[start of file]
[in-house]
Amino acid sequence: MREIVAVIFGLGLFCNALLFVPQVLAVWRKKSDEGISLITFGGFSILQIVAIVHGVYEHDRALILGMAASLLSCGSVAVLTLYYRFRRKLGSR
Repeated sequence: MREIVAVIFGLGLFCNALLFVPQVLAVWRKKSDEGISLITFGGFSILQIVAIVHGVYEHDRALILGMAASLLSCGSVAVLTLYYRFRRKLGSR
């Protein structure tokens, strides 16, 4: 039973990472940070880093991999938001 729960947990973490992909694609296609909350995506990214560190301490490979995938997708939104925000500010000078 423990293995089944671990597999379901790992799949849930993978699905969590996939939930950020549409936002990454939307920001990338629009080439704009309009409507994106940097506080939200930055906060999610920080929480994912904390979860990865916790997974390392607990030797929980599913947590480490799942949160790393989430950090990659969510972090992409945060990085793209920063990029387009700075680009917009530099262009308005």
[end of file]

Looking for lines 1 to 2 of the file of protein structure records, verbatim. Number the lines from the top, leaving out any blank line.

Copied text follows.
[in-house]
Amino acid sequence: MREIVAVIFGLGLFCNALLFVPQVLAVWRKKSDEGISLITFGGFSILQIVAIVHGVYEHDRALILGMAASLLSCGSVAVLTLYYRFRRKLGSR